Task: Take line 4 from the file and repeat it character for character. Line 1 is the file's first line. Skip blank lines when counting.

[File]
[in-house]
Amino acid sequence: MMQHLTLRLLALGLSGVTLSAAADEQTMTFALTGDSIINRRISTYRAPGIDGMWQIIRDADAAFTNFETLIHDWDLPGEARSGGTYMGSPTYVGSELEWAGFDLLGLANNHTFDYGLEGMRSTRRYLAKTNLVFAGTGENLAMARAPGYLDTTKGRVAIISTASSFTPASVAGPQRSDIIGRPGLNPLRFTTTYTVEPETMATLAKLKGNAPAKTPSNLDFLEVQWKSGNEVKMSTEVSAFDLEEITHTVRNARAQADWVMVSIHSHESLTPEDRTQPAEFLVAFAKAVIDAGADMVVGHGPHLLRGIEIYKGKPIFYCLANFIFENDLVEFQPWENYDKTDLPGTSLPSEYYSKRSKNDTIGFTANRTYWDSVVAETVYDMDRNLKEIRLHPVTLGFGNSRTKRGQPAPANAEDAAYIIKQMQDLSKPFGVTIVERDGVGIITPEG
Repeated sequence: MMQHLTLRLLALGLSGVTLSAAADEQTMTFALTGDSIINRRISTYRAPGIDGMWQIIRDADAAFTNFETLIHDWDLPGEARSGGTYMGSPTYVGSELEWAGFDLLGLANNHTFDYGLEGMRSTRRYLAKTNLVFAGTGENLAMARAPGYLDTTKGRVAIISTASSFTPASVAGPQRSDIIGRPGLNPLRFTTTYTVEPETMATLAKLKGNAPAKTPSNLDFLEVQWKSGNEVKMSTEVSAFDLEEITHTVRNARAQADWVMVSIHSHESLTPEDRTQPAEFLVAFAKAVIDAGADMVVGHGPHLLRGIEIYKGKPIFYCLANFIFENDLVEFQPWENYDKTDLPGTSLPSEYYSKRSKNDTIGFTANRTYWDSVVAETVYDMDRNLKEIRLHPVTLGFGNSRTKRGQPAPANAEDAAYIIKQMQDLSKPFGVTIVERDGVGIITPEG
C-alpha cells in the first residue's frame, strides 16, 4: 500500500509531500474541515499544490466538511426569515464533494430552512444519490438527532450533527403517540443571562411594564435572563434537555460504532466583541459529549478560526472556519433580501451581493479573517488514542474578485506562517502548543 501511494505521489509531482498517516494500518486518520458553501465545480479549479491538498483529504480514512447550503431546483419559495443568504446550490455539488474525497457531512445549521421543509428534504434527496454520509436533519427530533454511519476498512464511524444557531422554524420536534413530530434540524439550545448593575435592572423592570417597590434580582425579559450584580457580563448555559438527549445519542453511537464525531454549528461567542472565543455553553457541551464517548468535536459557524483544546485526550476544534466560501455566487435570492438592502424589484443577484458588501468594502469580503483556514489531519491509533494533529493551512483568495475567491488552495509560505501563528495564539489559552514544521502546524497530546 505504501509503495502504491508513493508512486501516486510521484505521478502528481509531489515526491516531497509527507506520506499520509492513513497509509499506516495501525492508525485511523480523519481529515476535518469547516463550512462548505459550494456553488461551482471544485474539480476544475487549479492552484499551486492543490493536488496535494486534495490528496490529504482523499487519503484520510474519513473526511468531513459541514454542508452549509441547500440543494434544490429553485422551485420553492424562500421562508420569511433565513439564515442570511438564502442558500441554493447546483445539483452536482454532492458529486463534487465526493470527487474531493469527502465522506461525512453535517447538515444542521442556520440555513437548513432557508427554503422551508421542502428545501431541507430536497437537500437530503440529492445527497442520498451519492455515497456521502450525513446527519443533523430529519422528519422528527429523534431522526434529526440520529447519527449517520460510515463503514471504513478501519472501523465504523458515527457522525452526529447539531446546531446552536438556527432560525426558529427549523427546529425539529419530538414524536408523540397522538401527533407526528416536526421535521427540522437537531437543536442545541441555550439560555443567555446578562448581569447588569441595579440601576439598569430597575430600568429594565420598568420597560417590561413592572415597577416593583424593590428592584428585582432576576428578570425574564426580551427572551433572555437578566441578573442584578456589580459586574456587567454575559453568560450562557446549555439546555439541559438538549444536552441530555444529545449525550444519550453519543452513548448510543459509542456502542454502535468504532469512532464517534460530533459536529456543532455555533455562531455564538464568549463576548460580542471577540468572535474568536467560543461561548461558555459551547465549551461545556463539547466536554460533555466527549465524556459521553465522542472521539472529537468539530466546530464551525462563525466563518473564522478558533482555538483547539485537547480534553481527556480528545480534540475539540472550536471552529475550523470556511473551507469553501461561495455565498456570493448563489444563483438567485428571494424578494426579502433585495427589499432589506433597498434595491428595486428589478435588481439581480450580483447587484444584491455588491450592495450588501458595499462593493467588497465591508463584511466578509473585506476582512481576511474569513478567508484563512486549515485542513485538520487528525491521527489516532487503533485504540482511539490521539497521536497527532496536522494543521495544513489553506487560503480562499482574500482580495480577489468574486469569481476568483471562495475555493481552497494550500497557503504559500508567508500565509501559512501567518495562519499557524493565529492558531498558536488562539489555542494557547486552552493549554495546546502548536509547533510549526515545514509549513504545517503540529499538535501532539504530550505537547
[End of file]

C-alpha cells in the first residue's frame, strides 16, 4: 500500500509531500474541515499544490466538511426569515464533494430552512444519490438527532450533527403517540443571562411594564435572563434537555460504532466583541459529549478560526472556519433580501451581493479573517488514542474578485506562517502548543 501511494505521489509531482498517516494500518486518520458553501465545480479549479491538498483529504480514512447550503431546483419559495443568504446550490455539488474525497457531512445549521421543509428534504434527496454520509436533519427530533454511519476498512464511524444557531422554524420536534413530530434540524439550545448593575435592572423592570417597590434580582425579559450584580457580563448555559438527549445519542453511537464525531454549528461567542472565543455553553457541551464517548468535536459557524483544546485526550476544534466560501455566487435570492438592502424589484443577484458588501468594502469580503483556514489531519491509533494533529493551512483568495475567491488552495509560505501563528495564539489559552514544521502546524497530546 505504501509503495502504491508513493508512486501516486510521484505521478502528481509531489515526491516531497509527507506520506499520509492513513497509509499506516495501525492508525485511523480523519481529515476535518469547516463550512462548505459550494456553488461551482471544485474539480476544475487549479492552484499551486492543490493536488496535494486534495490528496490529504482523499487519503484520510474519513473526511468531513459541514454542508452549509441547500440543494434544490429553485422551485420553492424562500421562508420569511433565513439564515442570511438564502442558500441554493447546483445539483452536482454532492458529486463534487465526493470527487474531493469527502465522506461525512453535517447538515444542521442556520440555513437548513432557508427554503422551508421542502428545501431541507430536497437537500437530503440529492445527497442520498451519492455515497456521502450525513446527519443533523430529519422528519422528527429523534431522526434529526440520529447519527449517520460510515463503514471504513478501519472501523465504523458515527457522525452526529447539531446546531446552536438556527432560525426558529427549523427546529425539529419530538414524536408523540397522538401527533407526528416536526421535521427540522437537531437543536442545541441555550439560555443567555446578562448581569447588569441595579440601576439598569430597575430600568429594565420598568420597560417590561413592572415597577416593583424593590428592584428585582432576576428578570425574564426580551427572551433572555437578566441578573442584578456589580459586574456587567454575559453568560450562557446549555439546555439541559438538549444536552441530555444529545449525550444519550453519543452513548448510543459509542456502542454502535468504532469512532464517534460530533459536529456543532455555533455562531455564538464568549463576548460580542471577540468572535474568536467560543461561548461558555459551547465549551461545556463539547466536554460533555466527549465524556459521553465522542472521539472529537468539530466546530464551525462563525466563518473564522478558533482555538483547539485537547480534553481527556480528545480534540475539540472550536471552529475550523470556511473551507469553501461561495455565498456570493448563489444563483438567485428571494424578494426579502433585495427589499432589506433597498434595491428595486428589478435588481439581480450580483447587484444584491455588491450592495450588501458595499462593493467588497465591508463584511466578509473585506476582512481576511474569513478567508484563512486549515485542513485538520487528525491521527489516532487503533485504540482511539490521539497521536497527532496536522494543521495544513489553506487560503480562499482574500482580495480577489468574486469569481476568483471562495475555493481552497494550500497557503504559500508567508500565509501559512501567518495562519499557524493565529492558531498558536488562539489555542494557547486552552493549554495546546502548536509547533510549526515545514509549513504545517503540529499538535501532539504530550505537547